May 9, 2017 — FBI Director James Comey was fired. Trump said he felt frustrated by Comey's testimony about the FBI investigation into Russia's meddling during the 2016 campaign and the possible contacts with Trump advisers. This came out after the administration said Trump fired Comey based on recommendations from Attorney General Jeff Sessions.
June 2, 2017 — White House Communications Director Mike Dubke resigned from his post. He told colleagues that his reasons were personal.
July 21, 2017 — White House Press Secretary Sean Spicer resigned. This followed after he had told Trump he disagreed with his appointment of Anthony Scaramucci to replace Dubke as communications director.
July 28, 2017 — White House Chief of Staff Reince Priebus was forced out of his position after a tumultuous six months in the position. He was widely viewed as weak and ineffective.
July 31, 2017 — White House Communications Director Anthony Scaramucci was fired days after just 10 days. This came after ranting to a reporter about his co-workers. He described them as paranoid and mentally ill while throwing in a few choice curse words. Scaramucci was fired by the new chief of staff John Kelly.
A visual timeline of Trump Administration exits Graphic by Lauren Aguirre
Aug. 18, 2017 — Chief Strategist Stephen Bannon was fired shortly after Kelly took over as chief of staff. Bannon was a highly controversial figure in the administration. He was a former head of Brietbart News — a far right-wing website that puts a heavy spin on its stories.
Aug. 25, 2017 — Adviser Sebastian Gorka was forced out shortly after Bannon left the administration. He was a former Breitbart News writer and was closely aligned with Bannon.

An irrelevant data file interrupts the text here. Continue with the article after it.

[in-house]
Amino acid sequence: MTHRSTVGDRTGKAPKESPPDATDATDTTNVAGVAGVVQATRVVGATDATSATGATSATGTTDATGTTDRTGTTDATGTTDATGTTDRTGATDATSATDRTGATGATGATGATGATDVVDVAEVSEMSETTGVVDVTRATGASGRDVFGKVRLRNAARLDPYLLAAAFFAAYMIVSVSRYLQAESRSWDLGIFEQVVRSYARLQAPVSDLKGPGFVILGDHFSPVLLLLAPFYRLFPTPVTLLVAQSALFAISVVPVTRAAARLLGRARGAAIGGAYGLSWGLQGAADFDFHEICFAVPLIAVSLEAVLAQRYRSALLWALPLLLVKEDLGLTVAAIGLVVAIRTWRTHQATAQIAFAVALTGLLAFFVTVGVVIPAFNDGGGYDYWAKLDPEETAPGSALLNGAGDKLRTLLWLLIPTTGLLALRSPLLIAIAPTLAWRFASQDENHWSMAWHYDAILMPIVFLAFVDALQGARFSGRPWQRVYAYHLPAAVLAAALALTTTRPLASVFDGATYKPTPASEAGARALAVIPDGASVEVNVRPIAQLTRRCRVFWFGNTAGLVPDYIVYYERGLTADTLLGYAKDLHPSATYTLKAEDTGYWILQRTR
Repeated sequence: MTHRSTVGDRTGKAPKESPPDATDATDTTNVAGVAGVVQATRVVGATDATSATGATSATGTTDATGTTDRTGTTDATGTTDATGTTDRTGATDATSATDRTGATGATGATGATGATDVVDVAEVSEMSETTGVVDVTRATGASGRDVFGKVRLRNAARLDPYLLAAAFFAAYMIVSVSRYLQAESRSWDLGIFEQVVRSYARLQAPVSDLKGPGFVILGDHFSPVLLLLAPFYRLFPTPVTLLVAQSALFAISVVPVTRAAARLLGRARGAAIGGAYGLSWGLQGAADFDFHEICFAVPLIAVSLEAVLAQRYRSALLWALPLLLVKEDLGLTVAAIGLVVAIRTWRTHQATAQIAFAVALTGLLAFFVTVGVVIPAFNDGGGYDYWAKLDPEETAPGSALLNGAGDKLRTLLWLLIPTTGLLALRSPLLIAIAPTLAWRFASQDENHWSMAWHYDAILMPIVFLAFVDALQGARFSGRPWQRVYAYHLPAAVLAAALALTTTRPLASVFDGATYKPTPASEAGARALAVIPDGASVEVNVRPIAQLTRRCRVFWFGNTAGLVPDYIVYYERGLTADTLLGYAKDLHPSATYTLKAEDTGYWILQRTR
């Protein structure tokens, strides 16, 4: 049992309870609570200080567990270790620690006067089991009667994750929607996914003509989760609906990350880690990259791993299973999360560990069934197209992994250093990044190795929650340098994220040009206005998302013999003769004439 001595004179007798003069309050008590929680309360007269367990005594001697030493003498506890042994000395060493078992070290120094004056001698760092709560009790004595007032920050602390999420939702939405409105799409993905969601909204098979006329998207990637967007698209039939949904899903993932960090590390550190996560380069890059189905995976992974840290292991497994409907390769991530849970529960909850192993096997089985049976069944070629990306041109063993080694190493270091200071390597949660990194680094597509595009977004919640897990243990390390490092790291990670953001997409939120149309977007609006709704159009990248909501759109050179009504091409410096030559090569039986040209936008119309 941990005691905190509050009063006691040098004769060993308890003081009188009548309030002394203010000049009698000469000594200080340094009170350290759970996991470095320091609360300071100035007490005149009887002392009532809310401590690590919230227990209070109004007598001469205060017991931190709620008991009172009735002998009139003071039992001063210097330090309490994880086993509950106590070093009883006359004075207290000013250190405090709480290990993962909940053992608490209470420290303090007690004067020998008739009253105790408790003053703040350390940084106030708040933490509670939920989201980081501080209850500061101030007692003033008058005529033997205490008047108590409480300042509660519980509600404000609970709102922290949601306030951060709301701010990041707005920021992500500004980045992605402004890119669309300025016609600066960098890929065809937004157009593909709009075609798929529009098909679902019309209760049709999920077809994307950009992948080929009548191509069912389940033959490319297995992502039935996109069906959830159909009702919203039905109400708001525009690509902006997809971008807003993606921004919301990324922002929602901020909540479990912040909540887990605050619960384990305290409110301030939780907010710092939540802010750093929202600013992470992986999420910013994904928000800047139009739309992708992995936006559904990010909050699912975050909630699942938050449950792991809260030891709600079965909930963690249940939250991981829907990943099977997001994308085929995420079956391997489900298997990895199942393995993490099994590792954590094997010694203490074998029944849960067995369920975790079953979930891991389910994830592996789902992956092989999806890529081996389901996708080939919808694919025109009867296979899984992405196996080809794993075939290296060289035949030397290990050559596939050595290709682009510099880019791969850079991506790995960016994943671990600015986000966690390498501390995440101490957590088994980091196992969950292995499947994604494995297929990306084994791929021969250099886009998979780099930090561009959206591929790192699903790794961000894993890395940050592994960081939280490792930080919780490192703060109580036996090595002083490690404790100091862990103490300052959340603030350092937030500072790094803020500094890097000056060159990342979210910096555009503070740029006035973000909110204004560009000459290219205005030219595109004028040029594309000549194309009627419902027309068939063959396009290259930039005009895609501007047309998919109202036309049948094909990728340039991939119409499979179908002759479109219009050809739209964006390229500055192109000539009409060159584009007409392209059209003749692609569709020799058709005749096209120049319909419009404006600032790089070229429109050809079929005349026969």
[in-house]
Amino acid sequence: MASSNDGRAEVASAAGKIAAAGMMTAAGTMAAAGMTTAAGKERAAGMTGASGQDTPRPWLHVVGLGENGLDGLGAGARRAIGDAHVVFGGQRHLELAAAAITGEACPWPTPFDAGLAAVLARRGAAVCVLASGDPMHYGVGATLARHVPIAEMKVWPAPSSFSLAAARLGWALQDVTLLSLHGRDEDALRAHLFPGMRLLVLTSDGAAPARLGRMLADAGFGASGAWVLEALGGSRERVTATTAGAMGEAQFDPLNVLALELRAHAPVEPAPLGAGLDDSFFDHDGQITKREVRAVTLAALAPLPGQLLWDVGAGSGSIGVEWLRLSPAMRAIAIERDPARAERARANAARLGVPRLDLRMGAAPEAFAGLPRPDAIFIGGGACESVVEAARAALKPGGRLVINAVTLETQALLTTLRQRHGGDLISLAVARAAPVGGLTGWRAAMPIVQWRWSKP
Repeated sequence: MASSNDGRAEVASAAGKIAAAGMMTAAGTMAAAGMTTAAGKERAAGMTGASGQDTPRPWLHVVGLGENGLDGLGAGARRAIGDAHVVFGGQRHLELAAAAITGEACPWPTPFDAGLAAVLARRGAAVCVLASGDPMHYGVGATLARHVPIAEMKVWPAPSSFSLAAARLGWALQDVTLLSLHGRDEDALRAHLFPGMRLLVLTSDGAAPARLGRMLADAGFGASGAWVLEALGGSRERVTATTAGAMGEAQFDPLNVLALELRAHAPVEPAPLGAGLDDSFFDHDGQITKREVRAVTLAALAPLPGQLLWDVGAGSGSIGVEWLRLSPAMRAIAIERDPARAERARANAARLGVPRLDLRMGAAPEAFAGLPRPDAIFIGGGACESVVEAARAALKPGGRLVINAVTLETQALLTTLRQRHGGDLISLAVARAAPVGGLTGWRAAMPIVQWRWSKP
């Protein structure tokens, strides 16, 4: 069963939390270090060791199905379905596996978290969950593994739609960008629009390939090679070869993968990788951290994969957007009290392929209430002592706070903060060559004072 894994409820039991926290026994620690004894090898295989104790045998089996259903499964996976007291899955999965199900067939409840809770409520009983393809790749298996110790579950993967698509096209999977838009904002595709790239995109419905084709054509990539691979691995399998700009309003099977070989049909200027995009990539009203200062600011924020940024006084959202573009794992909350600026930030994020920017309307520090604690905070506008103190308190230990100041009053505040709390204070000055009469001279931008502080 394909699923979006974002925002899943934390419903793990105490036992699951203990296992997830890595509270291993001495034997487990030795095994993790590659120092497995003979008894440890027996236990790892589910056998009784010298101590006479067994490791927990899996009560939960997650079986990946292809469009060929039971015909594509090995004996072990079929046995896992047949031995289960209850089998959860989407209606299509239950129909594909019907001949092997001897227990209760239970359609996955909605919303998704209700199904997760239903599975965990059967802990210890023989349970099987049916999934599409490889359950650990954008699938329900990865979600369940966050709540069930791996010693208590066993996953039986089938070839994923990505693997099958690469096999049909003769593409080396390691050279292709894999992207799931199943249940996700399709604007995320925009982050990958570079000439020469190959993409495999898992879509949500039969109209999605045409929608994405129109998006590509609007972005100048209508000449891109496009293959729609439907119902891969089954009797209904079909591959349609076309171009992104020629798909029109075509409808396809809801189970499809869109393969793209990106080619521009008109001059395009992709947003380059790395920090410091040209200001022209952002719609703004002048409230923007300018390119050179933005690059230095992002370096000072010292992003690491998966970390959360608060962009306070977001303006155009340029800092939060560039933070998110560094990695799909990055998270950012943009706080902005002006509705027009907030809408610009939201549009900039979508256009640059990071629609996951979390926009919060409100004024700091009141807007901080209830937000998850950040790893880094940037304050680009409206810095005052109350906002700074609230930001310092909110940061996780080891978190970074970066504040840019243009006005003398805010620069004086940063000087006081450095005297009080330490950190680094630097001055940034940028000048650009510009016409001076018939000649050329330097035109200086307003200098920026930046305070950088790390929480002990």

Sept. 20, 2017 — Director of Oval Office Operations Keith Schiller resigned shortly after Kelly came in as chief of staff. Schiller was a longtime aide and bodyguard to Trump since before he started his political career. Schiller was hired by the Republican National Committee.
Sept. 29, 2017 — Secretary of Health and Human Services Tom Price resigned surrounding controversy that he used taxpayer money to fund thousands of dollars in travel bills and chartered flights.
Dec. 13, 2017 — Communications Director for the Office of Public Liaison Omarosa Manigault Newman was fired by Kelly. Newman was a former contestant on Trump's reality show The Apprentice.
Jan. 18, 2018 — Chief of External Affairs for Corporation for National and Community Service Carl Higbie resigned after CNN reported on disparaging remarks he had made in the past about black people, Muslims, LGBT, and veterans with post-traumatic stress disorder.
Jan. 31, 2018 — Director of Centers for Disease Control and Prevention Brenda Fitzgerald resigned over her financial investments in tobacco and health care companies that created potential conflicts of interest.
Feb. 7, 2018 — White House Staff Secretary Rob Porter resigned a day after his two ex-wives accused him of physical abuse during their marriages.
Feb. 9, 2018 — White House Speechwriter David Sorensen resigned after reports of accusations from his ex-wife saying he abused her during their marriage.
March 13, 2018 — Secretary of State Rex Tillerson was fired by tweet. Trump had posted that he would replace Tillerson with Mike Pompeo, the CIA director.
March 22, 2018 — National Security Adviser Lt. Gen. H.R. McMaster resigned after it became clear that Trump no longer wanted him. He was replaced by John Bolton, who is a hardline former U.S. ambassador to the United Nations.
March 28, 2018 — Secretary of Veterans Affairs David Shulkin was fired by Trump after weeks of uncertainty. He was replaced by Trump's White House physician Dr. Ronny Jackson, a rear admiral in the navy.
March 29, 2018 — White House Communications Director Hope Hicks resigned. She had worked with Trump for years and was an important adviser on the campaign. In late February, she announced that she would resign in the coming weeks.
- Trump: the firing and the hiring ›
- 'Hire the best and fire the worst': Trump proposes biggest civil ... ›
- Trump Fires Anthony Scaramucci 10 Days After Hiring Him ›
- You're fired? How Trump gets rid of people - CNNPolitics ›
- Hire and Fire: Here is a list of people sacked by Trump administration ›
- Hired and Fired: the Unprecedented Turnover of the Trump ... ›